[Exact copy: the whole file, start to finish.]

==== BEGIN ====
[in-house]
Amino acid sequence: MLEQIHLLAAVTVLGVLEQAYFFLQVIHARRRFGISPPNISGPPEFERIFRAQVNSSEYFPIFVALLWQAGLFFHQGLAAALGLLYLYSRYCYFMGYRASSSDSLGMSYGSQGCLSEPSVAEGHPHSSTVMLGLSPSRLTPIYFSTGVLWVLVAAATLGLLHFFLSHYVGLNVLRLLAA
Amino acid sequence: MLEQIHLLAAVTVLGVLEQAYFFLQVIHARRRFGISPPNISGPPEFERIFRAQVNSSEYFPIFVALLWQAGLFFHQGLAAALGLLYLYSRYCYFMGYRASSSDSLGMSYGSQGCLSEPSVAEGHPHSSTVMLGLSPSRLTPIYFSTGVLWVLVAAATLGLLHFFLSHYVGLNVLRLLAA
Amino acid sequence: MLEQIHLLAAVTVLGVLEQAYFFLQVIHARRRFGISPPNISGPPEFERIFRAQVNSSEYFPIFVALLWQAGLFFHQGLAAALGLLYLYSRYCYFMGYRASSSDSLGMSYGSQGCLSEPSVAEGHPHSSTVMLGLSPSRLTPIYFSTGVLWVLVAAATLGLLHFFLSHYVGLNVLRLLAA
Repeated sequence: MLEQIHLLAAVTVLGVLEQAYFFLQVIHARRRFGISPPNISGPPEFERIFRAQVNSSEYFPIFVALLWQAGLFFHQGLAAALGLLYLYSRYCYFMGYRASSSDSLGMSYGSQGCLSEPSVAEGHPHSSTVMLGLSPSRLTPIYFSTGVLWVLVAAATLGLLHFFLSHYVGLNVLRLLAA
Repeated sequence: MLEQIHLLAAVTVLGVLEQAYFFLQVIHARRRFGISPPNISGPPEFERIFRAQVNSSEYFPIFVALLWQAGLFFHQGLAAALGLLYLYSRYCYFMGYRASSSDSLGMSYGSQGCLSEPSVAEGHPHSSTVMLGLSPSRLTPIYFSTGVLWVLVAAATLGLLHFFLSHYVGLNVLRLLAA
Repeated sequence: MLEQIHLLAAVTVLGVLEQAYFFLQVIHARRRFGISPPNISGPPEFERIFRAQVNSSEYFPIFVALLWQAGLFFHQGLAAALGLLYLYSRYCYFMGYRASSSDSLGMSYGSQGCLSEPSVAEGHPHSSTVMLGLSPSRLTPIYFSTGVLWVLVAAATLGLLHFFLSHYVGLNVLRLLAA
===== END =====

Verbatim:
[in-house]
Amino acid sequence: MLEQIHLLAAVTVLGVLEQAYFFLQVIHARRRFGISPPNISGPPEFERIFRAQVNSSEYFPIFVALLWQAGLFFHQGLAAALGLLYLYSRYCYFMGYRASSSDSLGMSYGSQGCLSEPSVAEGHPHSSTVMLGLSPSRLTPIYFSTGVLWVLVAAATLGLLHFFLSHYVGLNVLRLLAA
Amino acid sequence: MLEQIHLLAAVTVLGVLEQAYFFLQVIHARRRFGISPPNISGPPEFERIFRAQVNSSEYFPIFVALLWQAGLFFHQGLAAALGLLYLYSRYCYFMGYRASSSDSLGMSYGSQGCLSEPSVAEGHPHSSTVMLGLSPSRLTPIYFSTGVLWVLVAAATLGLLHFFLSHYVGLNVLRLLAA
Amino acid sequence: MLEQIHLLAAVTVLGVLEQAYFFLQVIHARRRFGISPPNISGPPEFERIFRAQVNSSEYFPIFVALLWQAGLFFHQGLAAALGLLYLYSRYCYFMGYRASSSDSLGMSYGSQGCLSEPSVAEGHPHSSTVMLGLSPSRLTPIYFSTGVLWVLVAAATLGLLHFFLSHYVGLNVLRLLAA
Repeated sequence: MLEQIHLLAAVTVLGVLEQAYFFLQVIHARRRFGISPPNISGPPEFERIFRAQVNSSEYFPIFVALLWQAGLFFHQGLAAALGLLYLYSRYCYFMGYRASSSDSLGMSYGSQGCLSEPSVAEGHPHSSTVMLGLSPSRLTPIYFSTGVLWVLVAAATLGLLHFFLSHYVGLNVLRLLAA
Repeated sequence: MLEQIHLLAAVTVLGVLEQAYFFLQVIHARRRFGISPPNISGPPEFERIFRAQVNSSEYFPIFVALLWQAGLFFHQGLAAALGLLYLYSRYCYFMGYRASSSDSLGMSYGSQGCLSEPSVAEGHPHSSTVMLGLSPSRLTPIYFSTGVLWVLVAAATLGLLHFFLSHYVGLNVLRLLAA
Repeated sequence: MLEQIHLLAAVTVLGVLEQAYFFLQVIHARRRFGISPPNISGPPEFERIFRAQVNSSEYFPIFVALLWQAGLFFHQGLAAALGLLYLYSRYCYFMGYRASSSDSLGMSYGSQGCLSEPSVAEGHPHSSTVMLGLSPSRLTPIYFSTGVLWVLVAAATLGLLHFFLSHYVGLNVLRLLAA